Study: Pregnant women with COVID-19 rarely infect their newborns
The study, published in Jama Pediatrics, suggests infected mothers can retain contact with their infants and even continue to breastfeed.
HOW THE STUDY WAS CONDUCTED
The researchers looked at 101 newborns born to COVID-19-positive mothers. The hospital personnel maintained basic precautions to prevent infection and kept infants in protective cribs six feet away from the mothers’ beds.
Direct breastfeeding and skin-to-skin contact with babies were encouraged as long as the moms wore masks, and washed hands and breasts with soap and water.
REASSURANCE FOR MOTHERS WITH COVID-19
Researcher Dr Cynthia Gyamfi-Bannerman said: “Our findings should reassure expectant mothers with Covid-19 that basic infection control measures during and after childbirth, such as wearing a mask and engaging in breast and hand hygiene when holding or breastfeeding a baby, protects newborns from infection in this series.”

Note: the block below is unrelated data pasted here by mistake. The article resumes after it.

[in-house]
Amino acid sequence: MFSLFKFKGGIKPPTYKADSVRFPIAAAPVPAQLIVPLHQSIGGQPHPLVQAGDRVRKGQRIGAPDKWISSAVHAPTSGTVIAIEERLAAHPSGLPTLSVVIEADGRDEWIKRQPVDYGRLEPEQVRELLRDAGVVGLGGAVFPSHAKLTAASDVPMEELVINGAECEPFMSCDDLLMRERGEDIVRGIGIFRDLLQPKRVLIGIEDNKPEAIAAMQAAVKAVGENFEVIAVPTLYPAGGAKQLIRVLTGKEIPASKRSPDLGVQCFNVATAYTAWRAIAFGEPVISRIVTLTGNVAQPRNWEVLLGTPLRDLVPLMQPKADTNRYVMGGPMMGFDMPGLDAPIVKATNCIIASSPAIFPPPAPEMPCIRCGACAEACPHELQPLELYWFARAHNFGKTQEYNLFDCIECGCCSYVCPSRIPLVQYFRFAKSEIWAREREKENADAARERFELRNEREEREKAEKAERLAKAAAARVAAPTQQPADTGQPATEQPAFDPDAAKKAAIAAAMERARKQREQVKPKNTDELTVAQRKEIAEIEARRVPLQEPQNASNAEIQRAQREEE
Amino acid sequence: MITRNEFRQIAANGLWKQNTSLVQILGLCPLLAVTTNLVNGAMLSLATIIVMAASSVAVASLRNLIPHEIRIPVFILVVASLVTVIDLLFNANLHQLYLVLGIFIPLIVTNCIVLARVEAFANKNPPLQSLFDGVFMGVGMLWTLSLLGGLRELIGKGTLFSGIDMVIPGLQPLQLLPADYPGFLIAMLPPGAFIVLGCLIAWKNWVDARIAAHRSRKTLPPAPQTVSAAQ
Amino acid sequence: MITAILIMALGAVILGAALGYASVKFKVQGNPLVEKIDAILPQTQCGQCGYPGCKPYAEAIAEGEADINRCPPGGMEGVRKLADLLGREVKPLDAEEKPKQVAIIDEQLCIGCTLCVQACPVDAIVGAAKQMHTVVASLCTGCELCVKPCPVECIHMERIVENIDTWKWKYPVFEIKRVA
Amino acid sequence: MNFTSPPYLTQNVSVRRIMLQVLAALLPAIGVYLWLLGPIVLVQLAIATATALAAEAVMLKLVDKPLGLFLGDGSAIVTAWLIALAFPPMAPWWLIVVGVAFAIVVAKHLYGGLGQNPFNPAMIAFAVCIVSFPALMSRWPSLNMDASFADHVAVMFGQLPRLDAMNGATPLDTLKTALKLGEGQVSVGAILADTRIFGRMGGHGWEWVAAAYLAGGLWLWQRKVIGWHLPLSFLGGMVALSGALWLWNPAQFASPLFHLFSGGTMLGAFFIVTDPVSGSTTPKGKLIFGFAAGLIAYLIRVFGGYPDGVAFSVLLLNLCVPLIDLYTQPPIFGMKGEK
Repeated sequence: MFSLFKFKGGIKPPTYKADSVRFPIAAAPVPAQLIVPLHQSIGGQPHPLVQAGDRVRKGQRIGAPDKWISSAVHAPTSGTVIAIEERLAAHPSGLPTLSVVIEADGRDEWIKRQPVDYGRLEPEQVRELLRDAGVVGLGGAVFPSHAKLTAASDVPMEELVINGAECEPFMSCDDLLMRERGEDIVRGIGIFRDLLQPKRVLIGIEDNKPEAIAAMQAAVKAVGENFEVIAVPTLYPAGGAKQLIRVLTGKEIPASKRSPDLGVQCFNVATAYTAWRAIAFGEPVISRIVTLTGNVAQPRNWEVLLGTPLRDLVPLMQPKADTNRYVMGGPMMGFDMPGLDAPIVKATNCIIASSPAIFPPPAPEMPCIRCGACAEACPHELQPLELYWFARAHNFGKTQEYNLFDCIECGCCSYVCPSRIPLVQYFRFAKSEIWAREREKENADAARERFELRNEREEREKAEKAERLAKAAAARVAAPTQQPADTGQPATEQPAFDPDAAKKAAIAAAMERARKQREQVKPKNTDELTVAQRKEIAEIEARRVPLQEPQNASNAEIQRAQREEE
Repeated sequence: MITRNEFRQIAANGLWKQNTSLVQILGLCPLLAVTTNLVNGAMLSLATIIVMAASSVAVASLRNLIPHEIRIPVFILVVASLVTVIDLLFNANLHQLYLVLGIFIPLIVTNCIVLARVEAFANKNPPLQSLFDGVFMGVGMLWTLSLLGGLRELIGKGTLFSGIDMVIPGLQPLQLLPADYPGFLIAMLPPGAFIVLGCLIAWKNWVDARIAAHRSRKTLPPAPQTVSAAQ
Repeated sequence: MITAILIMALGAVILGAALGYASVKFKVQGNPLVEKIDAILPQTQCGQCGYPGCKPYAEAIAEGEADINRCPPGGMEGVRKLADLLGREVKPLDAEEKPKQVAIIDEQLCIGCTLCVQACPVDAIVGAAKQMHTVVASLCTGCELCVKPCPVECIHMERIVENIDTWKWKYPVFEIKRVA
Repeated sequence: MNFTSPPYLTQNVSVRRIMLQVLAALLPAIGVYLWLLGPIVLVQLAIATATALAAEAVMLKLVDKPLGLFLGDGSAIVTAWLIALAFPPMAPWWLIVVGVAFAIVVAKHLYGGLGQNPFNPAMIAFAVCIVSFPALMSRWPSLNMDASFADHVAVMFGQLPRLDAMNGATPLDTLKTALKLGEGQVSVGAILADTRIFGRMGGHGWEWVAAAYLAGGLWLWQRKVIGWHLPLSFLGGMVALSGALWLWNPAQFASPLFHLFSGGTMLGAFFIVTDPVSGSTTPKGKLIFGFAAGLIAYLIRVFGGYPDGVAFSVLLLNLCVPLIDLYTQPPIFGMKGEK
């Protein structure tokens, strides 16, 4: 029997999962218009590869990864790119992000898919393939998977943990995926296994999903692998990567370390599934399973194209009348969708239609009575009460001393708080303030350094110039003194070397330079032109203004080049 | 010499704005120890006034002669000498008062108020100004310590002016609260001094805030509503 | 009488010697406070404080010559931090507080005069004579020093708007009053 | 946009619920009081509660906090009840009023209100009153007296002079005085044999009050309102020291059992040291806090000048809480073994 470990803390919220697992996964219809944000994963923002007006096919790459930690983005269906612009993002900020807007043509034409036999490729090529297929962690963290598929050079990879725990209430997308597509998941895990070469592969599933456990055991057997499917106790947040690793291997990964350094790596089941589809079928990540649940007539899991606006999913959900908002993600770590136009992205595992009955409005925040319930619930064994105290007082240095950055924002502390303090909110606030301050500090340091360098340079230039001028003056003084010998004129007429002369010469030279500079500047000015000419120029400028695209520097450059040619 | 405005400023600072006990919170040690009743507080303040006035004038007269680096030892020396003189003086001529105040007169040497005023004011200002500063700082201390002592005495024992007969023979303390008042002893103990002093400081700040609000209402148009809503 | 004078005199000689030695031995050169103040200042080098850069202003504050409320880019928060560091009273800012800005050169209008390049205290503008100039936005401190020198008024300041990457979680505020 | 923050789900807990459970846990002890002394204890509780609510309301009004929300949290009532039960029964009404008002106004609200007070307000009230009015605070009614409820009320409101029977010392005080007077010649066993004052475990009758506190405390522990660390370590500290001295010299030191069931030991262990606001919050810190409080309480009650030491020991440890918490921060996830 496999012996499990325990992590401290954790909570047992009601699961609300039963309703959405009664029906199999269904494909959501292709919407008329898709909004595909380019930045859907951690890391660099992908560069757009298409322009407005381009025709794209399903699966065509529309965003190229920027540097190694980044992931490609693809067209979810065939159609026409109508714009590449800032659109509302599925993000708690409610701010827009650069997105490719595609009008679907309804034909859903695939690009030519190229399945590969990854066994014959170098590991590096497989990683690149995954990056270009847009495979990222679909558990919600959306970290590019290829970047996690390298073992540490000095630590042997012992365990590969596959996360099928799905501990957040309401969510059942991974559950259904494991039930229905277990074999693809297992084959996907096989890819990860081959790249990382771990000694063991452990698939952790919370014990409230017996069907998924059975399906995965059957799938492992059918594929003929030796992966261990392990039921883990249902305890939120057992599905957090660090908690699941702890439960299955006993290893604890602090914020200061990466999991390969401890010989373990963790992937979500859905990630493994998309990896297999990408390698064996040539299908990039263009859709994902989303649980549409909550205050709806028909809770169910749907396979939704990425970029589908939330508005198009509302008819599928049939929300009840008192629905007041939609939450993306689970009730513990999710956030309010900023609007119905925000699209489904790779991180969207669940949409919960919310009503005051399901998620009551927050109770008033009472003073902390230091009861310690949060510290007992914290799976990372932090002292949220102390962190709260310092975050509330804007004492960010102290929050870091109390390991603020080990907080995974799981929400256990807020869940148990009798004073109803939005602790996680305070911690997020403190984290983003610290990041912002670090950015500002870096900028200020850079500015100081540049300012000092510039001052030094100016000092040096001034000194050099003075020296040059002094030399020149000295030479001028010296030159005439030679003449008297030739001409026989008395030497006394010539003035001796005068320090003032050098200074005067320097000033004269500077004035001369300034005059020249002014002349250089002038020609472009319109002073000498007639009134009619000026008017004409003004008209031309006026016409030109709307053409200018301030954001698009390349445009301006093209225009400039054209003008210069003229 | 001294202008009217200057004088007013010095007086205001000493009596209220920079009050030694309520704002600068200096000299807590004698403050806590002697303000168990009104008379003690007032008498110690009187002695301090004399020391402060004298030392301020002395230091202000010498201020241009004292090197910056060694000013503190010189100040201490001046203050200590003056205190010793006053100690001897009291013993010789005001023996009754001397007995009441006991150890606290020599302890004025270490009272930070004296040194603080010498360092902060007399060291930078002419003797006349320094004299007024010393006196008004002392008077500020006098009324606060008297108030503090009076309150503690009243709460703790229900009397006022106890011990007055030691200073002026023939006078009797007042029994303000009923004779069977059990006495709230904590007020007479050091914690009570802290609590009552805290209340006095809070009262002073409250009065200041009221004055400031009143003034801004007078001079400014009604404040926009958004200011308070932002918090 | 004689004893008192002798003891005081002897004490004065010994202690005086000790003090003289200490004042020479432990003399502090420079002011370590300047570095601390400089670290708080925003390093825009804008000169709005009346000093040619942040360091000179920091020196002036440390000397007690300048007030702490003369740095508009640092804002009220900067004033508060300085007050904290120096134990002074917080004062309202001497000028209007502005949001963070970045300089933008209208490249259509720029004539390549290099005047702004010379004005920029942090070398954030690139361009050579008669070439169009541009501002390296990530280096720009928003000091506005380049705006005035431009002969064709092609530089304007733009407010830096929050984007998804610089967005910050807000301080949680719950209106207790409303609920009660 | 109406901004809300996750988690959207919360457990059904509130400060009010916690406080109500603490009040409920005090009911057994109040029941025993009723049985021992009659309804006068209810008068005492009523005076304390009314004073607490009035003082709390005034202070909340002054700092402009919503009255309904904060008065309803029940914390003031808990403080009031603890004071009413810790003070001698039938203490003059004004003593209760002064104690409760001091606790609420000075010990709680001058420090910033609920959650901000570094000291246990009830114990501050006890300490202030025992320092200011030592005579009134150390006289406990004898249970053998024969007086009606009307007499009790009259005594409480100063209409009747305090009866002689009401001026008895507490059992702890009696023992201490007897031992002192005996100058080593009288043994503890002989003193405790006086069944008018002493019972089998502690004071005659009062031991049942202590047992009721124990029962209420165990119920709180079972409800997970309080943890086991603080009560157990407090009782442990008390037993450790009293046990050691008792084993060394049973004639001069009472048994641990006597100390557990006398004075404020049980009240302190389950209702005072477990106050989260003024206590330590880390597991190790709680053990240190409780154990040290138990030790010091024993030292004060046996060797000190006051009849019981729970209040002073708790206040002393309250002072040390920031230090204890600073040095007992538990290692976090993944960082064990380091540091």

Among the infants in the study, only two tested positive for SARS-CoV-2 and they had no symptoms. The researchers were not sure how the babies had become infected.
“During the pandemic we continued to do what we normally do to promote bonding and development in healthy newborns, while taking a few extra precautions to minimise the risk of exposure to the virus.” Gyamfi-Bannerman said.
RECOMMENDATIONS IN ABSENCE OF DATA
Several groups have recommended that babies of COVID-19-infected mothers should be separated from their mothers.
Dr Dani Dumitriu, a researcher, said: “These recommendations were made in the absence of data on rates of mother-to-newborn SARS-CoV-2 transmission and are based on experience with mother-newborn transmission of other infectious diseases.
“But some of the recommendations conflict with what we know about the developmental benefits of early breastfeeding and skin-to skin-contact.
“Our study shows that these measures may not be necessary for healthy newborns with COVID-positive moms.”
Based in Johannesburg, Brian Derenberger is a Senior Editor at Healthy Organic Lifestyle.